Part of Hollywood’s Golden Era. A glib advertising man (Cary Grant) becomes the victim of mistaken identity in Alfred Hitchcock’s most entertaining thriller. Foreign spies want to kill him, and the police want to arrest him for a murder he didn’t commit. Screenwriter Ernest Lehman provided almost as many laughs as thrills, balancing them deftly. Hitchcock made thrillers more frightening and thoughtful than North by Northwest, but he never made one more entertaining. Read my A+ appreciation. On a double bill with You Can’t Take It with You, which I haven’t seen in decades.
A+ The Godfather (1972), New Mission
֍ Friday, 3:40pm
֍ Saturday, 11:00am
֍ Monday, 2:00pm
Francis Coppola took the job simply because he needed the money, so he turned Mario Puzo’s potboiler into the Great American Crime Epic. Marlon Brando may have top billing, but Al Pacino owns the film as the son who does not want a life of crime – but proves exceptionally well-suited for the job. A masterpiece of character, atmosphere, and heart-stopping violence. Read my A+ list essay.
A The Conformist (1970), Roxie
֍ Friday, 6:30pm
֍ Saturday, 6:10pm
֍ Sunday, 3:40pm
It takes more than good men doing nothing to create fascism. According to Bernardo Bertolucci’s haunting character study, it also takes mediocre men with career ambitions. Jean-Louis Trintignant is chilling as a bland cog in the machine, ready to use his honeymoon in homicidal service to Mussolini. With Stefania Sandrelli as his not-too-bright bride and Dominique Sanda, in a star-making performance, as the object of everyone’s desire. Read my Blu-ray review.
A Tampopo (1985), New Parkway, Wednesday, 8:40pm
Decades before movies about chefs and cooking became a thing, Tampopo put a comic twist on movies about food. In doing so, the movie parodies westerns and material arts flicks. The title character, a young widow with a son to raise, struggles with her hole-in-the-wall ramen café until two truck drivers help her create the greatest ramen ever. The movie occasionally cuts away to comic scenes not connected to the story, except that they’re also about food. Very funny, extremely silly, and occasionally sexy.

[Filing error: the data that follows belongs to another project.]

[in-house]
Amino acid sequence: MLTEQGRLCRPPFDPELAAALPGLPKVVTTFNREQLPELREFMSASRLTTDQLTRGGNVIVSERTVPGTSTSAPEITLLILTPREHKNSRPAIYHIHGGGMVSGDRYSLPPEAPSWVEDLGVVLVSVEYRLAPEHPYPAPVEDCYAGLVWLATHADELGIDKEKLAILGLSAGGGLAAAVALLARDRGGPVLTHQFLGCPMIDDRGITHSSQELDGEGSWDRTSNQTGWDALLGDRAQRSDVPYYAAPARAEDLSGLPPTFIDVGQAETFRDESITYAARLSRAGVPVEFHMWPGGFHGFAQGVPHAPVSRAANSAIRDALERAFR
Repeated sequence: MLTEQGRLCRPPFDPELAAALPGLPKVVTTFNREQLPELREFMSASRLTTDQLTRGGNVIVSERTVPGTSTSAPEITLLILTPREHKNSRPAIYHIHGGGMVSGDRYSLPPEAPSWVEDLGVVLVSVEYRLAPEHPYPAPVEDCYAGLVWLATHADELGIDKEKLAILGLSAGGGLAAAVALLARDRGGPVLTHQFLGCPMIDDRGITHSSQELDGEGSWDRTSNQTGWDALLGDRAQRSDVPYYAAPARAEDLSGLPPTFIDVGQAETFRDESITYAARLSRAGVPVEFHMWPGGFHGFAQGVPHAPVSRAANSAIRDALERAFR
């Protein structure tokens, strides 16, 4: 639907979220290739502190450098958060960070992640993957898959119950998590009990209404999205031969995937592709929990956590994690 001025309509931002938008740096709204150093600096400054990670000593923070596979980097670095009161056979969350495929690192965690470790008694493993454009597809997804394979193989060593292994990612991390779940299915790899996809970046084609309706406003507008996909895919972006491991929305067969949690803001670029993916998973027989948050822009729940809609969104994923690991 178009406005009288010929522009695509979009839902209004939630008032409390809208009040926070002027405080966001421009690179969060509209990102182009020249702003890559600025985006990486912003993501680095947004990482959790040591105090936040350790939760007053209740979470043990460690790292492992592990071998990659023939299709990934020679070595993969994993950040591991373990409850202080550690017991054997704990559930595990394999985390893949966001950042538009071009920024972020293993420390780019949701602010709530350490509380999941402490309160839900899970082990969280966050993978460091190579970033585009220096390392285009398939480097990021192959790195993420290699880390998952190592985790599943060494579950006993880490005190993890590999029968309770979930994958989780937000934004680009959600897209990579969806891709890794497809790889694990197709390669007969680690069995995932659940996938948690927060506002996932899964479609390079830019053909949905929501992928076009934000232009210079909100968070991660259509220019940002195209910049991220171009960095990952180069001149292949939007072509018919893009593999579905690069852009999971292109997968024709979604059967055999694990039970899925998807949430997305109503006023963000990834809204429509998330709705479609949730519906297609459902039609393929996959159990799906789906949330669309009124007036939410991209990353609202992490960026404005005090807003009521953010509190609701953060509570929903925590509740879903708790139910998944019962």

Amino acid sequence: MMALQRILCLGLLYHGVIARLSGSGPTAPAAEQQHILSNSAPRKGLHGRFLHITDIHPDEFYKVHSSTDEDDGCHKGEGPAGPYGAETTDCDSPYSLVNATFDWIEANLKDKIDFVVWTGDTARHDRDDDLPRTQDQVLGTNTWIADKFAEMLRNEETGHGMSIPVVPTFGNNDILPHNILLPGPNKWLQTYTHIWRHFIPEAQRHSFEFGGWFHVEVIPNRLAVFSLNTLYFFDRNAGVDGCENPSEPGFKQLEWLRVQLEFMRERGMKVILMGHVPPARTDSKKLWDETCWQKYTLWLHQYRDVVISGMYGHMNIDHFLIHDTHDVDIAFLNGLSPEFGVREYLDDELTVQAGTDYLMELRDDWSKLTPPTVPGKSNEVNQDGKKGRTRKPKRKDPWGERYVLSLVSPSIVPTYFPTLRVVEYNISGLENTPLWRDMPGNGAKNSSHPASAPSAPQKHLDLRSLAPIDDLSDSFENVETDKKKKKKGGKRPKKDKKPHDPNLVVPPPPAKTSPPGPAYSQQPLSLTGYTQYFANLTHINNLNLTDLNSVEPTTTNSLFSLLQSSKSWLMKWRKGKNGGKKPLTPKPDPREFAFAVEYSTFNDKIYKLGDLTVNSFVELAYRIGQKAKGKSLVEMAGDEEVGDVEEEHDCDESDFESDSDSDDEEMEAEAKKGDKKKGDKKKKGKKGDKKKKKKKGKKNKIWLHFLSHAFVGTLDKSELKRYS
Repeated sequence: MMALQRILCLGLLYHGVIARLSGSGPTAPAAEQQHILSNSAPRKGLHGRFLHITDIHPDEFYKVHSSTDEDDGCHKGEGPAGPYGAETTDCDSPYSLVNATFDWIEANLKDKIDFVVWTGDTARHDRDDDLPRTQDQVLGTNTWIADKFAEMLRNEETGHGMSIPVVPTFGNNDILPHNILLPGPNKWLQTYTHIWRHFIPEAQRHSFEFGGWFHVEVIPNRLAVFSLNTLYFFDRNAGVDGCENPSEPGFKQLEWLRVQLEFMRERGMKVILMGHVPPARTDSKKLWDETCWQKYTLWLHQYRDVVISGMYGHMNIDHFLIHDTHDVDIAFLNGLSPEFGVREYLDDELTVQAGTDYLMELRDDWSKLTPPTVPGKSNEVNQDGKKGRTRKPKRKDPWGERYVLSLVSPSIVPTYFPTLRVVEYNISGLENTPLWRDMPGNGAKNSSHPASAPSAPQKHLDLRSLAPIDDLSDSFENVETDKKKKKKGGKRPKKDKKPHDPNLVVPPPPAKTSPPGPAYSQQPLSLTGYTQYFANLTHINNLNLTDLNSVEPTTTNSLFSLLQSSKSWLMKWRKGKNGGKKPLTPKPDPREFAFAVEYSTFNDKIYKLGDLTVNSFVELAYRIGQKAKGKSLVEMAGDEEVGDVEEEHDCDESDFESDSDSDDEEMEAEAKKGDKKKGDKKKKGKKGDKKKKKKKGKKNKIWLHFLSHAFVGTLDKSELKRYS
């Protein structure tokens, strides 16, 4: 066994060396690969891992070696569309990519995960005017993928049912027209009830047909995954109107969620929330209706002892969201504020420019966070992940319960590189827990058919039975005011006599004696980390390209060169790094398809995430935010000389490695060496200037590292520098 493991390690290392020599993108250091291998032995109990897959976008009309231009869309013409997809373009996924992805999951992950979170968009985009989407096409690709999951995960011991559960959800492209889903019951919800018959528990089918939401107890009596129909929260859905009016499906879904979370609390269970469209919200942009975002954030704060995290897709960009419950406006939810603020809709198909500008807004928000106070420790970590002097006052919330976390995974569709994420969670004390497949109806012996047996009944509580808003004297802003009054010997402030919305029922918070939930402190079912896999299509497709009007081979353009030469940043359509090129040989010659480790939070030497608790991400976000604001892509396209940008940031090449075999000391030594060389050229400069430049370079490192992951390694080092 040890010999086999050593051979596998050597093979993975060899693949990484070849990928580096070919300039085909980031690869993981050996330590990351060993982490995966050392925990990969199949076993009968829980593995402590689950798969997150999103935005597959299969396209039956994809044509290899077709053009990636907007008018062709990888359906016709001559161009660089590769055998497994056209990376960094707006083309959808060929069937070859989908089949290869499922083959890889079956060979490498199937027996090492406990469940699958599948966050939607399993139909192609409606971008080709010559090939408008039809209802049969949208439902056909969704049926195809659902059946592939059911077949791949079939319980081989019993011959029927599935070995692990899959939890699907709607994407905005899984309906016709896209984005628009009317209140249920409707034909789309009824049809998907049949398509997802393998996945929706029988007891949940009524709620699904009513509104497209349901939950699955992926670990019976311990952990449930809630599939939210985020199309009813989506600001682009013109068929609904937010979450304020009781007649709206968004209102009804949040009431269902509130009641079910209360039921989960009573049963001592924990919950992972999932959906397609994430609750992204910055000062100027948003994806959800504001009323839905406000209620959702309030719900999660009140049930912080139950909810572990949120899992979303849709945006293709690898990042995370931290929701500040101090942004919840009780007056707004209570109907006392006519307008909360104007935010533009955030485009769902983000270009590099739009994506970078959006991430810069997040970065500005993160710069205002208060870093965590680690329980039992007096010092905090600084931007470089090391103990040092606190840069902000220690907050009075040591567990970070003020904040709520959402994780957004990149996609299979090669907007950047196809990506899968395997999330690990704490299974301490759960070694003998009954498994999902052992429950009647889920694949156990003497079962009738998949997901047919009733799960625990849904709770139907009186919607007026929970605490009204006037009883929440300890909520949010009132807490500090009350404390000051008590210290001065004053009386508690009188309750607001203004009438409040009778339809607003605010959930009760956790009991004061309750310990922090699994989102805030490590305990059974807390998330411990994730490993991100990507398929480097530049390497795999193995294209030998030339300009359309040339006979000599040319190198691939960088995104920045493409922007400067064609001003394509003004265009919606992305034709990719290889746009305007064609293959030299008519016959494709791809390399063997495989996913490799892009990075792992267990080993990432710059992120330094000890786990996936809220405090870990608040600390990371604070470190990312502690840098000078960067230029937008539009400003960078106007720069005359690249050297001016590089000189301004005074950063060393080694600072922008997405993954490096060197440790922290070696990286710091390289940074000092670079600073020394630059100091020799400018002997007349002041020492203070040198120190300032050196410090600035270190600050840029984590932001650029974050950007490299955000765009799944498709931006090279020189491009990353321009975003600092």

B+ Clueless (1995), New Mission, Tuesday, 6:45pm
Movie Party (whatever that means)! Loosely adapted from Jane Austen’s Emma, this coming-of-age comedy follows a rich, well-meaning, but superficial teenage girl (Alicia Silverstone) as she tries to fix other people’s problems as well as her own. Sweet and funny, it looks at adolescent foibles with a sympathetic eye, rarely judging youthful behavior. With a surprisingly young Paul Rudd as the great guy she can’t appreciate.
B Bottle Rocket (1996), 4-Star, 7:30pm
Wes Anderson’s first feature (based on his short) brings a lot of smiles, but rarely creates the deep laughs of his later work. Two young men seem to have chosen a life of crime (Luke and Owen Wilson), even though they seem to be doing it for fun – they don’t seem to need the money. The best moments in the film involve a sweet romance between one of the would-be thieves and a motel maid who can’t speak English (the luminous Lumi Cavazos). But I have no idea why Anderson chose to call the film Bottle Rocket.
- The NeverEnding Story, 4-Star, Saturday, 11:00am ֍ Sunday, 11:00am ֍ 5:00pm
- Heat, 4-Star, Sunday, 7:00pm
- A Scanner Darkly, 4-Star, Thursday, 7:00pm
- Ghost in the Shell, Balboa, Monday, 7:30 (subtitles)
- The Masque of The Red Death, New Mission, Tuesday, 9:30pm
- Reefer Madness, New Parkway, Friday, 10:30pm
- Purple Rain, Vogue, Friday, 9:30pm
2 thoughts on “What’s Screening: April 21 – 27”
> CAAMFest closes Friday
CAAMFest is next month, May 11-21. (You had me scared for a second that I missed it.)
Sorry for the mistake.